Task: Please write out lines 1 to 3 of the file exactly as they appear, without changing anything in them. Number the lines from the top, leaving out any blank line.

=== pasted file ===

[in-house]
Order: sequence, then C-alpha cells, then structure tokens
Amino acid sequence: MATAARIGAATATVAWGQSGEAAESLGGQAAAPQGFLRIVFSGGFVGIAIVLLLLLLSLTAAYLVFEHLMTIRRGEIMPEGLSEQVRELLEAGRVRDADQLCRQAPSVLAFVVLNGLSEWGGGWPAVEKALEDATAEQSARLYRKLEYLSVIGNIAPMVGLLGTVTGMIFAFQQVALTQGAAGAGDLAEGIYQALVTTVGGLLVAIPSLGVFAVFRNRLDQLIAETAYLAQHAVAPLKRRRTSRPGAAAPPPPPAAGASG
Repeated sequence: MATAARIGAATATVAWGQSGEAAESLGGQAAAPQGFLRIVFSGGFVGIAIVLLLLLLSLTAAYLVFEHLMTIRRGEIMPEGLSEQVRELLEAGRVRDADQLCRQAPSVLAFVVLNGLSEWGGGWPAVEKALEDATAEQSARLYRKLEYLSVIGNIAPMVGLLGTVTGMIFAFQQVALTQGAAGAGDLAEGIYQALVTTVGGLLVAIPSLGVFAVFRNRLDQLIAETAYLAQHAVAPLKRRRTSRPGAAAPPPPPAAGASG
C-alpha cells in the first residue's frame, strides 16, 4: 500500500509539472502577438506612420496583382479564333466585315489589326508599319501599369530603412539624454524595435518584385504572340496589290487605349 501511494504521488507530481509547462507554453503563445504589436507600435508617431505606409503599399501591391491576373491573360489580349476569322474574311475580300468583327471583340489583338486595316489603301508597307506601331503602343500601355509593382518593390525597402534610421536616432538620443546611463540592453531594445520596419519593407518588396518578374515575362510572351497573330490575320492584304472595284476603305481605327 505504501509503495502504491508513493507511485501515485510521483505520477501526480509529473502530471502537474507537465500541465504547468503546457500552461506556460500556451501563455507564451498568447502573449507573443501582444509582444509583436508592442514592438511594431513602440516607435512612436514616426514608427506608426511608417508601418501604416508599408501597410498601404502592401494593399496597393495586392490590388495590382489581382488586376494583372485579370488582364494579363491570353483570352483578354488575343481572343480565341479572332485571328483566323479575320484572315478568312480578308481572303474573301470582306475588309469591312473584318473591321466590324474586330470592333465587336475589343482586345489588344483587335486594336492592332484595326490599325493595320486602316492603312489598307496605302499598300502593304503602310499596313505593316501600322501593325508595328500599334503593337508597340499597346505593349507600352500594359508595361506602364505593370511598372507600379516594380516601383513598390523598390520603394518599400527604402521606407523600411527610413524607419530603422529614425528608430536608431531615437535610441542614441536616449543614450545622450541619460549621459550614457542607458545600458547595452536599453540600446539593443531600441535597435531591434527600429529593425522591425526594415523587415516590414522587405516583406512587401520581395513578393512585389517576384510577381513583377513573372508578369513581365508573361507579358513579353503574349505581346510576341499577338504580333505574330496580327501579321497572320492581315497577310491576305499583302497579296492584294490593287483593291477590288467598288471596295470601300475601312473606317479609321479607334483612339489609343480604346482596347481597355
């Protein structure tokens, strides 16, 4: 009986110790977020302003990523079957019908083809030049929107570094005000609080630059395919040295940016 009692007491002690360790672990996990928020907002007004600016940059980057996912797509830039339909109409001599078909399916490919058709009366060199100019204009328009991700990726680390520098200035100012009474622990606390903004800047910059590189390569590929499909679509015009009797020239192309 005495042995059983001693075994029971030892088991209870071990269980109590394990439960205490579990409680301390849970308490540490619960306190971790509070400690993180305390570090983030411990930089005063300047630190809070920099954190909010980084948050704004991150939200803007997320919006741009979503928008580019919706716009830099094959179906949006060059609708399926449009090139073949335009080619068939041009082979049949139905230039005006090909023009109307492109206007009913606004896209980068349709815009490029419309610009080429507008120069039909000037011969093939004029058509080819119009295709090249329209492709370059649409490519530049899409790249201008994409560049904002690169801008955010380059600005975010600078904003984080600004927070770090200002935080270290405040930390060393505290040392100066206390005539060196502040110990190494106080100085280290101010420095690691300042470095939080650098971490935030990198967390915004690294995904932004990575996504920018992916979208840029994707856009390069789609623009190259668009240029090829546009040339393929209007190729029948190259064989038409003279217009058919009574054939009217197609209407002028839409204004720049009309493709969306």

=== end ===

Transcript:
[in-house]
Order: sequence, then C-alpha cells, then structure tokens
Amino acid sequence: MATAARIGAATATVAWGQSGEAAESLGGQAAAPQGFLRIVFSGGFVGIAIVLLLLLLSLTAAYLVFEHLMTIRRGEIMPEGLSEQVRELLEAGRVRDADQLCRQAPSVLAFVVLNGLSEWGGGWPAVEKALEDATAEQSARLYRKLEYLSVIGNIAPMVGLLGTVTGMIFAFQQVALTQGAAGAGDLAEGIYQALVTTVGGLLVAIPSLGVFAVFRNRLDQLIAETAYLAQHAVAPLKRRRTSRPGAAAPPPPPAAGASG